The book shines when it most resembles long-form journalism: the chapters that deal with the drafting of FM 3-24, which are comprehensive and well-reported—long on factual narrative and short on judgment. Most of the names in Petraeus’s “cabal” will be familiar to close observers of the last decade’s counterinsurgency debate – Con Crane, David Kilcullen, Michael Meese, “Gunner” Sepp – but the author highlights the role of obscure officers and bureaucrats alongside those of Leavenworth’s “Jedi Knights,” providing fascinating color on people who didn’t show up in the newspaper. The Insurgents’ best moments come when Kaplan introduces the supporting cast: the 101st’s division planner in Mosul, a helicopter pilot and Cornell PhD whose dissertation focused on security assistance reform; the Pentagon official whose responsibility for the Quadrennial Defense Review prompts a crash course in stability operations; a Special Forces officer who, when called upon to write the first draft of the COIN manual in 2004, has to ask his boss for an insurgency reading list. A more narrowly-scoped chronicle of the development of COIN doctrine would have capitalized on the strength of Kaplan’s reporting – his eye for compelling detail – while avoiding the sorts of broad judgments and unfair generalizations that tarnish The Insurgents.

But in the end, Kaplan’s book is too dependent on the tale told by “the insurgents” and their acolytes to be a truly definitive account. Its conclusions rest too much on the easy, conventional wisdom reflected in contemporary media analyses—and suggested by media-savvy “friends of Petraeus.” The disinterested student of this period’s history will likely have to wait until our current wars – and the careers of those who wage them – have wound down before an appropriately thorough treatment appears.

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12 thoughts on “Spinning Modern War: The First Draft of Counterinsurgency’s History

  1. Chris, interesting review – good to have you on KoW.

    The notion of the Army longing for big tank battles is a bit of a caricature, I agree. It made a lot of sense post-Vietnam when the anticipated tank battle on the Central Front did (for understandable reasons) become a central Army preoccupation – though to the point of crowding out several other priorities. This is also why I think there is more than a kernel of truth to the narrative you start your blog post with.

    More recently, a more pernicious institutional preferences took hold, namely the technologically-driven notion of transformation, of quick and decisive victories and of network-centric operations. This fetish was always more pronounced in DoD briefs and concept papers, but was felt in the Army as well. It dominated to a point that even years into the Iraq war, DoD documents still spoke the language of transformation but were stunningly silent on the war it was in.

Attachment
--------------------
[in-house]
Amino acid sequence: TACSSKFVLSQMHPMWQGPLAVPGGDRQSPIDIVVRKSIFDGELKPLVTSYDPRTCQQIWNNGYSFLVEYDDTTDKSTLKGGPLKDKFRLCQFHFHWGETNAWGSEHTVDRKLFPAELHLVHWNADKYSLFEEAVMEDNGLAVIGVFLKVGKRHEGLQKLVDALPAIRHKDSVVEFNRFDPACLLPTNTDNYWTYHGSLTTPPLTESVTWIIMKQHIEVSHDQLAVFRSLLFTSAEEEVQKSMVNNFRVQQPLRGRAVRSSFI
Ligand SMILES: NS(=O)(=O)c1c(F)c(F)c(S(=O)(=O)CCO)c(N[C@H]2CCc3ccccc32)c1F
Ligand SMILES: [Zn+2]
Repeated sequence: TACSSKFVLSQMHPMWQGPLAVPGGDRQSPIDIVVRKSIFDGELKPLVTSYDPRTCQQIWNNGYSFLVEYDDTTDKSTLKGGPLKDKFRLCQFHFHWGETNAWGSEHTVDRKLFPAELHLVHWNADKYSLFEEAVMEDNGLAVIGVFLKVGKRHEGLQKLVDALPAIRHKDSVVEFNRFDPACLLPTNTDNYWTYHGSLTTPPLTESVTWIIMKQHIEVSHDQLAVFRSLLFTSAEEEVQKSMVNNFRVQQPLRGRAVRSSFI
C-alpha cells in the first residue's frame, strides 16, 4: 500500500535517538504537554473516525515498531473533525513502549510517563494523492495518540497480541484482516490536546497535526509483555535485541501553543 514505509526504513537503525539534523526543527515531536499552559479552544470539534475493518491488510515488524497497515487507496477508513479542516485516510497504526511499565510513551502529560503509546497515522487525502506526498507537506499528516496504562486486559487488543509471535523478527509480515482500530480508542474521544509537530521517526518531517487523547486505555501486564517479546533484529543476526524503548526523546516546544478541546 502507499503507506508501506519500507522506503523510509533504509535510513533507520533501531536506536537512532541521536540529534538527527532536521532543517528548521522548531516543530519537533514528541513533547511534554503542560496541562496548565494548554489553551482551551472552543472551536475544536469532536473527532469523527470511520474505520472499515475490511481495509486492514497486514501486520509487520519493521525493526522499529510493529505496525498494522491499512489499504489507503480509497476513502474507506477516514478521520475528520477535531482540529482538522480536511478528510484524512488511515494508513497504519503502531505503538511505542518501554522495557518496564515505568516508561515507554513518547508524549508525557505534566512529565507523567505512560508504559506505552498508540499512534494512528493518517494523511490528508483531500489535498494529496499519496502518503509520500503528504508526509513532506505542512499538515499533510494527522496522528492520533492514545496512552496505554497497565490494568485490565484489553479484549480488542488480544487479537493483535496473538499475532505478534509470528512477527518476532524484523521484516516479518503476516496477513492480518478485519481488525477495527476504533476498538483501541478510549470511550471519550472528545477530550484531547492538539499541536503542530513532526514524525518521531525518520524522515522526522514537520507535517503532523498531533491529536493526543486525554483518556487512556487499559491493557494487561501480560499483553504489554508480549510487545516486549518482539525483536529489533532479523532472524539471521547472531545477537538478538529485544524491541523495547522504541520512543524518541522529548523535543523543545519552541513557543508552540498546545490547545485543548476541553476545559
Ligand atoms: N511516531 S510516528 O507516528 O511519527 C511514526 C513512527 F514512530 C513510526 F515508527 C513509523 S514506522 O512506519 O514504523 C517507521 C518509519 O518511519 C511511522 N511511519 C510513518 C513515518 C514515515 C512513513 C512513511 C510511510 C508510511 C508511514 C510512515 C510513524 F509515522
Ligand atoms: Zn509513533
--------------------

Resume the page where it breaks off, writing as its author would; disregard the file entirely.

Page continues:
Thus, I do think there were many who resisted counterinsurgency, even when it was an idea whose time had come. That might have been a question of policy or ‘legitimate differences in judgment about how best to accomplish the mission’, as you suggest, but it is nonetheless notable. The story of how to change institutional priorities is thus, to my mind, worthwhile – though I agree with you that it cannot be seen merely in the force of personality of those driving the change but also in the strategic, political context in which it occurred.

    • Paul T. Mitchell says:

      I have to agree with David. The positions *are* easily caricatured, and the points about honest history are spot on. However, it would be wrong to dismiss institutional forces out of hand. Indeed, as Carl Builder pointed out in his classic The Masks of War, these institutional forces are inculcated through the professional military education system from cradle to grave and it takes a serious effort to deflect the institution from its preferred way of doing business. There is nothing irrational about these processes: all reflect the concatenation of professional judgements on the proper method of business in large organisations.

      In the past four years, I have had my students at Canadian Forces College write reflective essays on the Nagl/Gentile et al. debate over COIN. There is always a range of opinion, however, most Army officers tend to aggregate around the conventional operations rather than COIN. Of interest, the introduction of Hybrid Warfare into the debate has attracted more interest, but I suspect that is because Hybrid Wars look and feel more like conventional wars than they do insurgencies.

      Backing up David Ucko’s observations, a recent MA student of mine examined the Canadian Army’s attempts to deal with the impact of American Transformation literature on our land DOTMILPF capabilities. Ten years worth of studies had to be quickly jettisoned for a revised COIN approach, much as it was in the US. The problem reminds me of the famous psychological experiment of counting basketball passes between players as a gorilla strolls through the action: http://www.npr.org/blogs/health/2013/02/11/171409656/why-even-radiologists-can-miss-a-gorilla-hiding-in-plain-sight. The problem is we become conditioned to expect certain things by our training such that we find it very difficult to imagine any other way of doing business, even when we recognise the need for change. A problem not unfamiliar with many other professions or even private individuals.

  2. W4rlord says:

    All this scientific rabble about big and small wars, hybrid and 4th generation warfare could be silenced easily, says someone, who wrote extensively on 4GW, when all people formulating opinions about military progress would remember a basic defintion.

    Col. Summers’ mundane one: A war is a war is a war.

    Apply enough force so that the opponent gives in.

    Let them know in advance, that you are going to use excesive force to achieve your goals. As simple as that. No lawmongering, no collateral damage etc.

    • W4rlord says:

      No, the SOVIETS have forgotten what the RUSSIANS knew about the Great Game.

      I have to dig up which 19th century russian general said. “In Asia, the war is different from what we know. The more people you kill, the longer the following peace will be.”

    • Agree totally with your first two sentences and disagree totally with the last two…

      “A war is a war is a war.” Yes, and we must use the right tools to do the job – not the tools that we are most comfortable with or perhaps that worked so well the last time around, but the right tools for the the job at hand…for Iraq, those tools were probably those encapsulated in FM 3-24; for Afghanistan, totally different environment, other tools were needed – probably starting with a detailed analysis of what are we trying to achieve here; for ODYSSEY DAWN over Libya, eyt another set of tools, more suitable for the mission and environment, were applied…